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Book Review: The Unearthed

Updated: Feb 21

The Unearthed by Lenny Bartulin

(Reviewed by Kate Jackson @kate_thebooklover)




Tasmanian-born Lenny Bartulin is the author of five books and his latest, The Unearthed (Allen & Unwin), is the first of his I’ve read. I was drawn to the setting of the story in my own locality, as well as the fact that I enjoy a good mystery. Set mainly on the West Coast of Tasmania, in and around the townships of Strahan and Queenstown, there were some very familiar places mentioned throughout this book, like Hamer's Hotel in Strahan and the gravel football oval in Queenstown, giving the story a strong grounding and sense of atmosphere. Initially, on finishing the book, I had the strange feeling of not being sure what I thought, but the more I mulled it over, the more I feel it was actually cleverly done. It included several mysteries to be solved and, unlike crime novels I have read in the past, they aren’t solved in the traditional sense, almost allowing the reader to form their own conclusions. This book will make you stop and reflect on what you have just read. Told from multiple points of view and jumping between various timelines in the present day and 1950s, each part of the story reveals pieces of the mystery.

When bones are found in the Tasmania wilderness, one of the main characters, Antonia Kovács, discovers through her work at FSST (Forensic Science Services Tasmania) that they are decades old.

She has questions for her father, a now retired Police Inspector who had been stationed at Queenstown around the time, so she heads home to where he is now enjoying a quiet retirement in the harbourside township of Strahan.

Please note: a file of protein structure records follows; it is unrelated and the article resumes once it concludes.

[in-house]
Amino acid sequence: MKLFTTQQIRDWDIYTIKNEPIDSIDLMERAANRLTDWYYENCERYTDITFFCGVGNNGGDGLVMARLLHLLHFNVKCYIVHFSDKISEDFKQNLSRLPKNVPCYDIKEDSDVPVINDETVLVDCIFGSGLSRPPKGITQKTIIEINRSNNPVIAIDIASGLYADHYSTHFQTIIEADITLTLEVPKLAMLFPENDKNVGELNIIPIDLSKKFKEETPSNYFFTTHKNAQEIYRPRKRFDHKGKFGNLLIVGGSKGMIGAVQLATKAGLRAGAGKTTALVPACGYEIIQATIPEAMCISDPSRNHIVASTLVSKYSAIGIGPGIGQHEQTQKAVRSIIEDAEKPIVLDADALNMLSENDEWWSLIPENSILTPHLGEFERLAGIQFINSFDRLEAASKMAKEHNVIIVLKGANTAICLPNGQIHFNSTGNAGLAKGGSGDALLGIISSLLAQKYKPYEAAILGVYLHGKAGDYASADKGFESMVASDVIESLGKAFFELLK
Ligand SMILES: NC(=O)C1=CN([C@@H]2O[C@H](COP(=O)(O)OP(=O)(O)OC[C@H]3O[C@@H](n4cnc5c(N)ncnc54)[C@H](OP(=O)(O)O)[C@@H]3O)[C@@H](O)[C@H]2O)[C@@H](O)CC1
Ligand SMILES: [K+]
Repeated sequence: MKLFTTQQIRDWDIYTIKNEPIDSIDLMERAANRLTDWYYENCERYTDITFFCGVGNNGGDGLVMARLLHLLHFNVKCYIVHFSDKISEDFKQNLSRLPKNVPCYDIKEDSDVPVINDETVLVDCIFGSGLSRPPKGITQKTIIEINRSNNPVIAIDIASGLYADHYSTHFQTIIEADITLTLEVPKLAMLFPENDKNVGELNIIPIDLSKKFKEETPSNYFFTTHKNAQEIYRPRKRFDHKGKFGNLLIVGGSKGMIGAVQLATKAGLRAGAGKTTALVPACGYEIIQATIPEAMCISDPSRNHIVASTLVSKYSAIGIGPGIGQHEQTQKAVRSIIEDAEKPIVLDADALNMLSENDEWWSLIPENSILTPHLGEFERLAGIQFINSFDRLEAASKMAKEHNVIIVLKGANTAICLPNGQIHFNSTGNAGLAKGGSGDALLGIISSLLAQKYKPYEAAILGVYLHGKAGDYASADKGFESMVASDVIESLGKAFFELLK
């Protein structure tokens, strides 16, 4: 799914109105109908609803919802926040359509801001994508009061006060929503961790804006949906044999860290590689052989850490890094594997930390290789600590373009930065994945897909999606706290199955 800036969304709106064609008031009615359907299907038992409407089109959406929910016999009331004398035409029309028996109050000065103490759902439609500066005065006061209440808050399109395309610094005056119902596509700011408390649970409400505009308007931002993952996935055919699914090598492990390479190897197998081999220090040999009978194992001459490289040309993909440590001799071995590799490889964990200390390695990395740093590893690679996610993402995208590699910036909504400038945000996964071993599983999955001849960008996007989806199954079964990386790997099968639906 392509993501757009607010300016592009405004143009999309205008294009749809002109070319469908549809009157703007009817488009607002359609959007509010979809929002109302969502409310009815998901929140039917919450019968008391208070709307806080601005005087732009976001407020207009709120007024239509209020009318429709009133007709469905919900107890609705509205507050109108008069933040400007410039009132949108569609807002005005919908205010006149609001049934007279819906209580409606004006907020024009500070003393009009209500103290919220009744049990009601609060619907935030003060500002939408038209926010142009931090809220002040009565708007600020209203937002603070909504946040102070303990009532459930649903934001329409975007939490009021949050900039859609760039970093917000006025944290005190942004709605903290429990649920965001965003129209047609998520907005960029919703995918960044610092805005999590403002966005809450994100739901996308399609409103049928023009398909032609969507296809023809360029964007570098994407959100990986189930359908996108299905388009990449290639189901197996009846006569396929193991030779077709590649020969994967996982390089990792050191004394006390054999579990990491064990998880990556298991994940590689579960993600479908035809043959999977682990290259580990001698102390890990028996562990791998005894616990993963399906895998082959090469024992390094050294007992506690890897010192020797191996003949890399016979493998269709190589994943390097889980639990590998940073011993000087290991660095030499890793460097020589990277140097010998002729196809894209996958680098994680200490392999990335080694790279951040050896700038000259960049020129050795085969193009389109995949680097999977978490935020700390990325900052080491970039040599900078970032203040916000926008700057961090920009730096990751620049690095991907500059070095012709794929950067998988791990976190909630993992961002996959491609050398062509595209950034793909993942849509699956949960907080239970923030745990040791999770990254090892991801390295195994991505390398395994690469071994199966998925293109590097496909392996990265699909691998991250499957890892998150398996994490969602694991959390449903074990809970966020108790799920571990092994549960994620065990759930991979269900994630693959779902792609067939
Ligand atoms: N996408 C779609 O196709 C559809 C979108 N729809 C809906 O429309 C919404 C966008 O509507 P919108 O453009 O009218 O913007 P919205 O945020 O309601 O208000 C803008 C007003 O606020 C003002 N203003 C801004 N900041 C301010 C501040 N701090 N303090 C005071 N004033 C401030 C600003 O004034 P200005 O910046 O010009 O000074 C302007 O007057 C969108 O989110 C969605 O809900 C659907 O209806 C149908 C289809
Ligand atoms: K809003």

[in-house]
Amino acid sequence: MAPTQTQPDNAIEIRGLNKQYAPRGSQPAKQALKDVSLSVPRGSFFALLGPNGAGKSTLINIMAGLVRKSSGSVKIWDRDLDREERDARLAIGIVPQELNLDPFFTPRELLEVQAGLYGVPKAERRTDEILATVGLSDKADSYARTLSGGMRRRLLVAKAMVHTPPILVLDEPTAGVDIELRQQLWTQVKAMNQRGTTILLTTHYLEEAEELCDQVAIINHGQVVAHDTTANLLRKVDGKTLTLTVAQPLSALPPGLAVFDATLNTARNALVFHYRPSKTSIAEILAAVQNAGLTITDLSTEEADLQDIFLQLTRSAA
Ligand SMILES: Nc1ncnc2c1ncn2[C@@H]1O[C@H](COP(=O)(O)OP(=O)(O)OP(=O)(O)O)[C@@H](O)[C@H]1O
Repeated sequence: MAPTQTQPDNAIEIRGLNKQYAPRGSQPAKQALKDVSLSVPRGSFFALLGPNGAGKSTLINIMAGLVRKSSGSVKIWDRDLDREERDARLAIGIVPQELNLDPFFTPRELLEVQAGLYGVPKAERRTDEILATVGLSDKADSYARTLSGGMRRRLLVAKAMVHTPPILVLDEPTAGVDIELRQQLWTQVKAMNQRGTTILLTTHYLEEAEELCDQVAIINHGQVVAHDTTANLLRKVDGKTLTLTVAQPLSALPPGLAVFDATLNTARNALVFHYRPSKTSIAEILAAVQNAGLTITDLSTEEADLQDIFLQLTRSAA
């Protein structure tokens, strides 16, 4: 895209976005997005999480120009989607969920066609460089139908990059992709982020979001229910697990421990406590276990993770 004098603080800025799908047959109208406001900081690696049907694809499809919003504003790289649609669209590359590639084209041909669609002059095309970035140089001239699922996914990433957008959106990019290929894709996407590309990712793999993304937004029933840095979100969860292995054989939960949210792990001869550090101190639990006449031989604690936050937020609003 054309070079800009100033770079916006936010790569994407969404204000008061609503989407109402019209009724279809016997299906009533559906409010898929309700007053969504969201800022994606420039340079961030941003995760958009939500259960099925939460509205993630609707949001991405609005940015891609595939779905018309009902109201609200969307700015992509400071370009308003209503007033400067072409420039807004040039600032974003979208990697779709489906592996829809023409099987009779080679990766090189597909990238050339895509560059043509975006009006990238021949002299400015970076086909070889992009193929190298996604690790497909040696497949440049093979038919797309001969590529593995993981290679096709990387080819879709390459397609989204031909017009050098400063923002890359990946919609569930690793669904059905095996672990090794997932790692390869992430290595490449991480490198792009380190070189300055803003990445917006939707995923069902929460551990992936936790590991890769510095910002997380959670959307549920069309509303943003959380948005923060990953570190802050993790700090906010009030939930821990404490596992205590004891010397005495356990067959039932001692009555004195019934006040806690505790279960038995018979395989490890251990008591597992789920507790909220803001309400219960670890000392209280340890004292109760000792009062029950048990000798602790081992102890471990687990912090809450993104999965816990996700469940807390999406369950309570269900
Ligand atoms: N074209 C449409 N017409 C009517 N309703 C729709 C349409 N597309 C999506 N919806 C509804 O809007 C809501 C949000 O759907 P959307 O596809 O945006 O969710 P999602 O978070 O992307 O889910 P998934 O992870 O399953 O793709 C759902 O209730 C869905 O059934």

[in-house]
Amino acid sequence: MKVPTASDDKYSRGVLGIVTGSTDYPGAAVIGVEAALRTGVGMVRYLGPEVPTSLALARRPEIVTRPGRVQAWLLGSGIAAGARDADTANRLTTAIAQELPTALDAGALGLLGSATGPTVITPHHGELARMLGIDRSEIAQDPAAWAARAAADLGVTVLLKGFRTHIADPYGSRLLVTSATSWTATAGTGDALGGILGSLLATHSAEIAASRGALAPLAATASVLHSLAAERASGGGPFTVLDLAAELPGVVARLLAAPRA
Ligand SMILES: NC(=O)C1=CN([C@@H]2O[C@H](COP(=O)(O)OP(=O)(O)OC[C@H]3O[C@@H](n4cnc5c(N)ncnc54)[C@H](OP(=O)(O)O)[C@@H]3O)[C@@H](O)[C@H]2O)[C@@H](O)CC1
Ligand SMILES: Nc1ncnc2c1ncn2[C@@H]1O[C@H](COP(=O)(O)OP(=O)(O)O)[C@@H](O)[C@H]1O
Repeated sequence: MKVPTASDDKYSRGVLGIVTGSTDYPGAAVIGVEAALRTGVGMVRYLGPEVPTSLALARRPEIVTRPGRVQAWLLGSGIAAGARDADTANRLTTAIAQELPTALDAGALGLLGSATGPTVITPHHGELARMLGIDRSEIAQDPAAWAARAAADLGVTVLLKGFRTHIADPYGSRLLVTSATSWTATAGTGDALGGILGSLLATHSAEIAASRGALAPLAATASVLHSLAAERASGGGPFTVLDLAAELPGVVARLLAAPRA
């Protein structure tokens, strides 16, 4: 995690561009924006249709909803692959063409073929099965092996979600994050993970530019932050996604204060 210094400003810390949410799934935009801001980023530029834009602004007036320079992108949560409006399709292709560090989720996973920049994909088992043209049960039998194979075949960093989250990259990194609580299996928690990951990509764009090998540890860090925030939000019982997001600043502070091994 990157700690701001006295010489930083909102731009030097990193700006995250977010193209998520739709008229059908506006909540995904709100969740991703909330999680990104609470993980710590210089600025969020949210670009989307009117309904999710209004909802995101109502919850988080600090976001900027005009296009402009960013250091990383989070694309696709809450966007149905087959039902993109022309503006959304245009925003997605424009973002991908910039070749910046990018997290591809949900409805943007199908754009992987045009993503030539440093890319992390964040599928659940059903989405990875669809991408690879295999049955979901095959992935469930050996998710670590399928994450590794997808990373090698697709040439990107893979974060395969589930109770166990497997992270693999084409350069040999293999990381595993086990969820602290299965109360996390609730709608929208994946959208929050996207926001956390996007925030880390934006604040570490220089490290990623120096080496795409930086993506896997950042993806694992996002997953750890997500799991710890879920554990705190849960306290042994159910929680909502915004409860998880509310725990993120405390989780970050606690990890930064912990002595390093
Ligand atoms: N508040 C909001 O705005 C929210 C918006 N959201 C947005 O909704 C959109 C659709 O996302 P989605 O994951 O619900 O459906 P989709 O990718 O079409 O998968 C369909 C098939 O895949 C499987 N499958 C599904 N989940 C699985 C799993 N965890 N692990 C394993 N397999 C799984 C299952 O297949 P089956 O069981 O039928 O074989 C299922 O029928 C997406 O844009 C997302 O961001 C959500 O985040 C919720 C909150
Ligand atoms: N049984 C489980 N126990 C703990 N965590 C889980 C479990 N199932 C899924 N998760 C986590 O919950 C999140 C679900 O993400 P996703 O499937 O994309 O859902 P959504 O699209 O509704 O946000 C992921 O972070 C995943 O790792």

Meanwhile, Tom Pilar the other main character in the book, receives an inheritance. It’s from a man belonging to his past, a friend of his father's, though Tom can barely remember him. He travels from the mainland to Queenstown to get a better understanding of why he was receiving it. I felt the author's description of the drive from Hobart to Queenstown was spot on!

There are flashbacks where we meet some post-war migrants and locals working in the mines. It’s through these flashbacks that the mysteries begin to unfold.

I found it interesting how the mysteries were revealed, laughing to myself when I realised the clues I had clearly missed. I certainly won’t be a detective anytime soon! I enjoyed the local references; I could tell that the author had spent time in and around the areas described in the book. There has also been some extensive research undertaken into the lives of the migrant workers of the area in the early/mid 1900s.

At 274 pages you can easily devour this in one sitting. The Unearthed was released in Australia on August 1st by Allen & Unwin, in paperback, e-book and audio.

Kate Jackson is a prolific bookstagrammer and you can follow her reviews and snippets of life on Instagram @kate_thebooklover

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